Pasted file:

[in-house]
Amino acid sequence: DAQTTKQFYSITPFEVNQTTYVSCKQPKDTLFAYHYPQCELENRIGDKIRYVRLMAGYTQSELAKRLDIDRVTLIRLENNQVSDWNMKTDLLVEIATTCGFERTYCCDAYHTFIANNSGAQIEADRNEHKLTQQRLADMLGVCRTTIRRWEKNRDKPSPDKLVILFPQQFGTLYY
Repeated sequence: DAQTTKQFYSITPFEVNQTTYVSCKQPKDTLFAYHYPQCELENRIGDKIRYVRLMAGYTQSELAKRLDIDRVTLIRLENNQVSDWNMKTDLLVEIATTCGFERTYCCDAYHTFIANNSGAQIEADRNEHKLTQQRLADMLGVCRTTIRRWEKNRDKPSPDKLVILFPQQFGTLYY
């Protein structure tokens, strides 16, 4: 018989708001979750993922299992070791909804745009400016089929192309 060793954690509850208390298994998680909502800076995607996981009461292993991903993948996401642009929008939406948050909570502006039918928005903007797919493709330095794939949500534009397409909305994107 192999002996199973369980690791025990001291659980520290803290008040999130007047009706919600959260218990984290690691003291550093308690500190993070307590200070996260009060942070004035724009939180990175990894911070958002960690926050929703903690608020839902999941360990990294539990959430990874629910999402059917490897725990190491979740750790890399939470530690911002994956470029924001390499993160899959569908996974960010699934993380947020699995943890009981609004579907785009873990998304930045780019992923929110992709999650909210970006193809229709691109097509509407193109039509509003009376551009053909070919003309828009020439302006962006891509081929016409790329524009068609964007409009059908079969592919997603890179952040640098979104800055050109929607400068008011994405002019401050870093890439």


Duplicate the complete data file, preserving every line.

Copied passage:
[in-house]
Amino acid sequence: DAQTTKQFYSITPFEVNQTTYVSCKQPKDTLFAYHYPQCELENRIGDKIRYVRLMAGYTQSELAKRLDIDRVTLIRLENNQVSDWNMKTDLLVEIATTCGFERTYCCDAYHTFIANNSGAQIEADRNEHKLTQQRLADMLGVCRTTIRRWEKNRDKPSPDKLVILFPQQFGTLYY
Repeated sequence: DAQTTKQFYSITPFEVNQTTYVSCKQPKDTLFAYHYPQCELENRIGDKIRYVRLMAGYTQSELAKRLDIDRVTLIRLENNQVSDWNMKTDLLVEIATTCGFERTYCCDAYHTFIANNSGAQIEADRNEHKLTQQRLADMLGVCRTTIRRWEKNRDKPSPDKLVILFPQQFGTLYY
């Protein structure tokens, strides 16, 4: 018989708001979750993922299992070791909804745009400016089929192309 060793954690509850208390298994998680909502800076995607996981009461292993991903993948996401642009929008939406948050909570502006039918928005903007797919493709330095794939949500534009397409909305994107 192999002996199973369980690791025990001291659980520290803290008040999130007047009706919600959260218990984290690691003291550093308690500190993070307590200070996260009060942070004035724009939180990175990894911070958002960690926050929703903690608020839902999941360990990294539990959430990874629910999402059917490897725990190491979740750790890399939470530690911002994956470029924001390499993160899959569908996974960010699934993380947020699995943890009981609004579907785009873990998304930045780019992923929110992709999650909210970006193809229709691109097509509407193109039509509003009376551009053909070919003309828009020439302006962006891509081929016409790329524009068609964007409009059908079969592919997603890179952040640098979104800055050109929607400068008011994405002019401050870093890439």